Camp Ripley preserves, protects environmental and cultural resources

By Staff Sgt. Anthony Housey
Camp Ripley Public Affairs

CAMP RIPLEY, Minn. (Nov. 9, 2016) The environmental team at Camp Ripley continues to be proud of their reputation for conserving the natural and cultural resources of central Minnesota.

Additionally, the team supports unit readiness through research, guidance and implementation of sustainable, environmentally-responsible practices.

“Since the increase in operational tempo, over the past few decades, the need for usable training lands became a significant demand for military and emergency response agencies,” said Jay Brezinka, Environmental Supervisor with the Minnesota National Guard. “The role of the Environmental Office has been critical in accommodating the needs of the military mission while mitigating possible impacts on our natural resources.”

Camp Ripley continues to be the largest state game refuge in Minnesota spanning over 53,000 acres to include 18 miles of pristine Mississippi River shoreline. Due to its diverse history and developing potential it has been identified as one of the most culturally and ecologically-rich environments in the Midwest.

The supervision of this resource, for the benefit to the military mission, environmental stewardship and the community connection, is tasked to Camp Ripley – both culturally and environmentally.

“Camp Ripley is home to over 565 types of plants and nearly 325 species of birds, fish, reptiles and mammals all in an area which historically has been used by several different cultures for many, many years,” added Jake Kitzmann, Natural Resource Manager at Camp Ripley.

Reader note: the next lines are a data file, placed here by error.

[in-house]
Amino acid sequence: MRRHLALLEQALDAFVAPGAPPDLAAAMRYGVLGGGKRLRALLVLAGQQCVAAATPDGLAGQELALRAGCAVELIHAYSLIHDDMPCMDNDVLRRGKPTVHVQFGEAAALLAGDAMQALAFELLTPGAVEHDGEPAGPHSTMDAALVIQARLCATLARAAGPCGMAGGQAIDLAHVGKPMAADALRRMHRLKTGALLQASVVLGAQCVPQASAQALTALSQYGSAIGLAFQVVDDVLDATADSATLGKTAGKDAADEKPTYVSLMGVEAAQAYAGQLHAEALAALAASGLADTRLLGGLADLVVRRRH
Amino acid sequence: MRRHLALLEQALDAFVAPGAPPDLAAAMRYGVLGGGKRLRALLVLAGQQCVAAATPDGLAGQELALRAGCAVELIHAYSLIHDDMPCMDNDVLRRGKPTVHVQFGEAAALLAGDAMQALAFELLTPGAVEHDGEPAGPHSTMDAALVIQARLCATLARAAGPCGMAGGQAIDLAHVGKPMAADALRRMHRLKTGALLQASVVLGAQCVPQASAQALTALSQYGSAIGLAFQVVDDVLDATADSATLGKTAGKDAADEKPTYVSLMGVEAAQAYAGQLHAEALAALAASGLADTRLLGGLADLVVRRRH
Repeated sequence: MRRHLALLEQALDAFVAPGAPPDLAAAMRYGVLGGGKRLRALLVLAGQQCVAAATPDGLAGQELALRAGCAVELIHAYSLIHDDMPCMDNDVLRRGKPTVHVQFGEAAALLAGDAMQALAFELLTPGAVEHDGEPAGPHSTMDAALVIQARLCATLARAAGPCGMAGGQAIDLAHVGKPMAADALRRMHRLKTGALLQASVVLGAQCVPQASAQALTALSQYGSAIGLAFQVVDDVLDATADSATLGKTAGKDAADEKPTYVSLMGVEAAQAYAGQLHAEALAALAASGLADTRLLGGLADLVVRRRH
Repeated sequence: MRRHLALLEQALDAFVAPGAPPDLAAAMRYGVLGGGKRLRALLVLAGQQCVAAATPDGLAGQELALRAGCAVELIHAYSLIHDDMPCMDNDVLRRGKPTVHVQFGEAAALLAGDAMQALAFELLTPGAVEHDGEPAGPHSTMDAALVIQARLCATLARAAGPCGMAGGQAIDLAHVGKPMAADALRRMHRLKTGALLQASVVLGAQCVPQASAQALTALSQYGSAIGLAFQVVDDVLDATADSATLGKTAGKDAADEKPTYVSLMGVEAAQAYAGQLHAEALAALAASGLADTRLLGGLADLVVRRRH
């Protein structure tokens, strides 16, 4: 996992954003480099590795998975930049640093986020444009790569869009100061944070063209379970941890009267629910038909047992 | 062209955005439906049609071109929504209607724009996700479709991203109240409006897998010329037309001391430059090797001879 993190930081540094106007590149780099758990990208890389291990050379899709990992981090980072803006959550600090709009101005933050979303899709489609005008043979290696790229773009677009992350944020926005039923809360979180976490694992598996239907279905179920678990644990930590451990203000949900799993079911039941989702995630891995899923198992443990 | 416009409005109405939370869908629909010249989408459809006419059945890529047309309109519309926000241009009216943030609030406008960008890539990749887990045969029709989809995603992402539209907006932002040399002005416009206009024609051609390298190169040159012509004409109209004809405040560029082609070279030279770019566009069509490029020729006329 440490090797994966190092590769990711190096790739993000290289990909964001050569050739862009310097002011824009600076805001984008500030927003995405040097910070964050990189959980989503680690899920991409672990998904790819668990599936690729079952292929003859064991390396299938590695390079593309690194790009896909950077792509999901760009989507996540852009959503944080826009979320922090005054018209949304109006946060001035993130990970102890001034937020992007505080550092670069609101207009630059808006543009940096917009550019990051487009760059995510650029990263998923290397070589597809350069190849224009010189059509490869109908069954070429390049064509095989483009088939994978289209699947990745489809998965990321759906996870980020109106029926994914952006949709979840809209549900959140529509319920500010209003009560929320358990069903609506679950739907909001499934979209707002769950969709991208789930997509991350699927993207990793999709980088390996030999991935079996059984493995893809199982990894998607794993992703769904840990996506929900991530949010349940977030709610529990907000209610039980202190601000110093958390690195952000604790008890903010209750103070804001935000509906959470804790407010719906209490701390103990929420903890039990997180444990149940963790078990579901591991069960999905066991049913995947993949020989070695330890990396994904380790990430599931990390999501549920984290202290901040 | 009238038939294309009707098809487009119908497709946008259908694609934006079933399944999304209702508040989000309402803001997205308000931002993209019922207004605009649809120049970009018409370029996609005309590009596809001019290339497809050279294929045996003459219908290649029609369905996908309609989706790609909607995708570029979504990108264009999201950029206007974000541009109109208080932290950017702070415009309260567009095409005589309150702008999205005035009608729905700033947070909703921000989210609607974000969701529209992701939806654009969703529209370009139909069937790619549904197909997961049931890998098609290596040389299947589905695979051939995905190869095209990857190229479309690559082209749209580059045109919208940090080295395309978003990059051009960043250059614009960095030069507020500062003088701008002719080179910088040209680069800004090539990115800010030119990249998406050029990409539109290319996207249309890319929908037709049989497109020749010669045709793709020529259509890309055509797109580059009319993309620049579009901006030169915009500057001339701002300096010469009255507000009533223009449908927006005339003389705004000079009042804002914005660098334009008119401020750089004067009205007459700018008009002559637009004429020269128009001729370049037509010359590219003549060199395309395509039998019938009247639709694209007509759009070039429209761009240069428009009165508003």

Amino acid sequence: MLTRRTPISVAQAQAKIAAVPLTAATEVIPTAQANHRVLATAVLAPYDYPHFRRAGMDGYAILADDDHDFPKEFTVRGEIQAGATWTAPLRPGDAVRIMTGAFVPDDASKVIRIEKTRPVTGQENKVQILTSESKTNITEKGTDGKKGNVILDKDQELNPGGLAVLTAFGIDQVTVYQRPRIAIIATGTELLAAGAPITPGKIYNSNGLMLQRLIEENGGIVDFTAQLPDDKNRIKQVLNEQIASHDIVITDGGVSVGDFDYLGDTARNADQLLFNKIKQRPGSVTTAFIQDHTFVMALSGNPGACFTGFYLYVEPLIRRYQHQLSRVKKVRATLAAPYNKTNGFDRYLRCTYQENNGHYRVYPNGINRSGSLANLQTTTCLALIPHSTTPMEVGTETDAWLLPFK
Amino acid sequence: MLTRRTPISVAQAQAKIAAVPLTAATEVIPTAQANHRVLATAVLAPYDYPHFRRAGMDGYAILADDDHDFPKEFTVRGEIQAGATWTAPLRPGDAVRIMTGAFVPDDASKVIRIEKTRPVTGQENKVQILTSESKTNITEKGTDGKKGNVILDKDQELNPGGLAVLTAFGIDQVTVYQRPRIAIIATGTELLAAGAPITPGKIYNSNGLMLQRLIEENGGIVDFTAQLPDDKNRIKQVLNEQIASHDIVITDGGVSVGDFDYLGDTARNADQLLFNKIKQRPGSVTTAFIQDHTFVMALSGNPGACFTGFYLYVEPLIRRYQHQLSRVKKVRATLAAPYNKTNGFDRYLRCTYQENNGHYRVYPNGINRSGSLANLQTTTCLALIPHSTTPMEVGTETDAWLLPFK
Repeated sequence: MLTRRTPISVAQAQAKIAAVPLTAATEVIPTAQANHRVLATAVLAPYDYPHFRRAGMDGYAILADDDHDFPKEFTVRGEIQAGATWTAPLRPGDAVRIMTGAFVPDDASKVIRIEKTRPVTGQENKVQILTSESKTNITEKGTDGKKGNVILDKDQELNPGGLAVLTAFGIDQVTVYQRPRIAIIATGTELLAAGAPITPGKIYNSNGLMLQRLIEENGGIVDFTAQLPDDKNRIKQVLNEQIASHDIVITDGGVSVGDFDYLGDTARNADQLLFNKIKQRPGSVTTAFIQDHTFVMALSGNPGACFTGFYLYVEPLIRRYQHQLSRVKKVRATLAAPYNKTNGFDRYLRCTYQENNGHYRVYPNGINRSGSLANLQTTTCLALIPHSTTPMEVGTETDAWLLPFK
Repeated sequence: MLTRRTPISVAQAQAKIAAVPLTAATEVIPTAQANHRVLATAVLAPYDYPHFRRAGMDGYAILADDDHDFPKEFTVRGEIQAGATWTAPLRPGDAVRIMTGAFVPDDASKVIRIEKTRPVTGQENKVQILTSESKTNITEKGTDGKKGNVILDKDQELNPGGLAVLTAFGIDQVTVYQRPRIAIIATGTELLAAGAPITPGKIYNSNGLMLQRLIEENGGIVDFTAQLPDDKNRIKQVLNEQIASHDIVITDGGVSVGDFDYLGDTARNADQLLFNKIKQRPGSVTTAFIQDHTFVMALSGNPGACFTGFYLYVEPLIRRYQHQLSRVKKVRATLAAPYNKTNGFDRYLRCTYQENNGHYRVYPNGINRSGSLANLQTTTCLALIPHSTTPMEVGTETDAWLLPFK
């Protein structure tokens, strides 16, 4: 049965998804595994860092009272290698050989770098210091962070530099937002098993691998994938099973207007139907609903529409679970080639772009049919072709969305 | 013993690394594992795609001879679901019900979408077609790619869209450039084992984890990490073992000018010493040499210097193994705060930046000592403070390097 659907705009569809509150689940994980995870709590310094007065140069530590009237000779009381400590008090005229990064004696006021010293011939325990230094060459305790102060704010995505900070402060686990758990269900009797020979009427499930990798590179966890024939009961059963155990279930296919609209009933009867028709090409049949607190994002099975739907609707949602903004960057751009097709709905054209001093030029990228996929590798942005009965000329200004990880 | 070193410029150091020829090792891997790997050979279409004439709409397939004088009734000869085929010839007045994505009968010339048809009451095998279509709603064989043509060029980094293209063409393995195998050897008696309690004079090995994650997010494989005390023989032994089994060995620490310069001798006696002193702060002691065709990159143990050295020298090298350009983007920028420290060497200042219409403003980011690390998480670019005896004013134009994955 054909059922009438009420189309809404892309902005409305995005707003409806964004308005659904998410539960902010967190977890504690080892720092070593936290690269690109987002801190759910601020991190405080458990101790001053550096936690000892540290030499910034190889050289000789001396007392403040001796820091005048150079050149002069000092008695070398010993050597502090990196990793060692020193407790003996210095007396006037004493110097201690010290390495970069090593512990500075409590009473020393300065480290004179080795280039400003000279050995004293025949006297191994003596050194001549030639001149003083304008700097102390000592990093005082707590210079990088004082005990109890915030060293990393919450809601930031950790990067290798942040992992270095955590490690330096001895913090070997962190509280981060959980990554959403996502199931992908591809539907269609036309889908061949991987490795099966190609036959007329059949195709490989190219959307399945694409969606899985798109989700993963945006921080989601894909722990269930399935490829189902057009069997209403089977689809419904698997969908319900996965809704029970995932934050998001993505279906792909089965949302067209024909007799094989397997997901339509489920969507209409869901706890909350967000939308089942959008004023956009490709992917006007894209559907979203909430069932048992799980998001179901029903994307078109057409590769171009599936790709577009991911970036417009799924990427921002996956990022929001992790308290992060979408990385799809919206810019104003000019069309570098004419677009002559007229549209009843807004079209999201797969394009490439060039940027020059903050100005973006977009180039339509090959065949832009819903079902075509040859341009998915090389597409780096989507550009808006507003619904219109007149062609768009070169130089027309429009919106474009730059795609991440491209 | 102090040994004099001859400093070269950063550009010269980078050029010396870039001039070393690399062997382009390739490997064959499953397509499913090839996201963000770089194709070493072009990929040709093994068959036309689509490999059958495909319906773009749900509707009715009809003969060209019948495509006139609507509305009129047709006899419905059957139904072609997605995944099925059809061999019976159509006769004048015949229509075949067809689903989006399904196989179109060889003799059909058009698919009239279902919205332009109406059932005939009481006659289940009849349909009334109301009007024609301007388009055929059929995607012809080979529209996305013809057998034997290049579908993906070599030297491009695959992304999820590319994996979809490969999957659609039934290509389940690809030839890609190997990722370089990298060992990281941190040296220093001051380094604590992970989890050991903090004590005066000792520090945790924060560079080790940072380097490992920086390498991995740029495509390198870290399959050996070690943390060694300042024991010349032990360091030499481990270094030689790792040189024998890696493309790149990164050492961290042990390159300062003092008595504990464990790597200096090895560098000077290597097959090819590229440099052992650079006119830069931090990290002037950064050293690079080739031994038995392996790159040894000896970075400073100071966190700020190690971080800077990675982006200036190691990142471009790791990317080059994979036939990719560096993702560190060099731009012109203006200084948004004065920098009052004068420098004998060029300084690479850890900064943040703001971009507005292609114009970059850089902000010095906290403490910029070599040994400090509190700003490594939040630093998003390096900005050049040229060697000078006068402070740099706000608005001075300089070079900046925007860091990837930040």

Wildlife management is usually explained as an effort to balance the requirements of wildlife and the needs of the people using the same area through the best available methods.

“This job relies on scientific methods combined with local sources of knowledge to implement sound management strategies,” added Kitzmann.

Methods of population management used by the Camp Ripley environmental team along with the Department of Natural Resources included the reduction of bonus tags during this year’s hunts. This will help meet the intent of allowing the herd to grow over the next few years.

“Consecutive high harvest years is not sustainable for whitetail populations,” said Kitzmann. “We want to offer more opportunity to hunters, and to do that, we’ll need to increase the size of the herd a bit.”

Thousands of visitors pass through the Camp Ripley environmental office annually as part of community outreach to help explain the efforts of activities on Camp Ripley.

The valuable future of Camp Ripley is just dependent upon the environmental management programs. It depends mostly on people – whether they are hunters, land users or community members.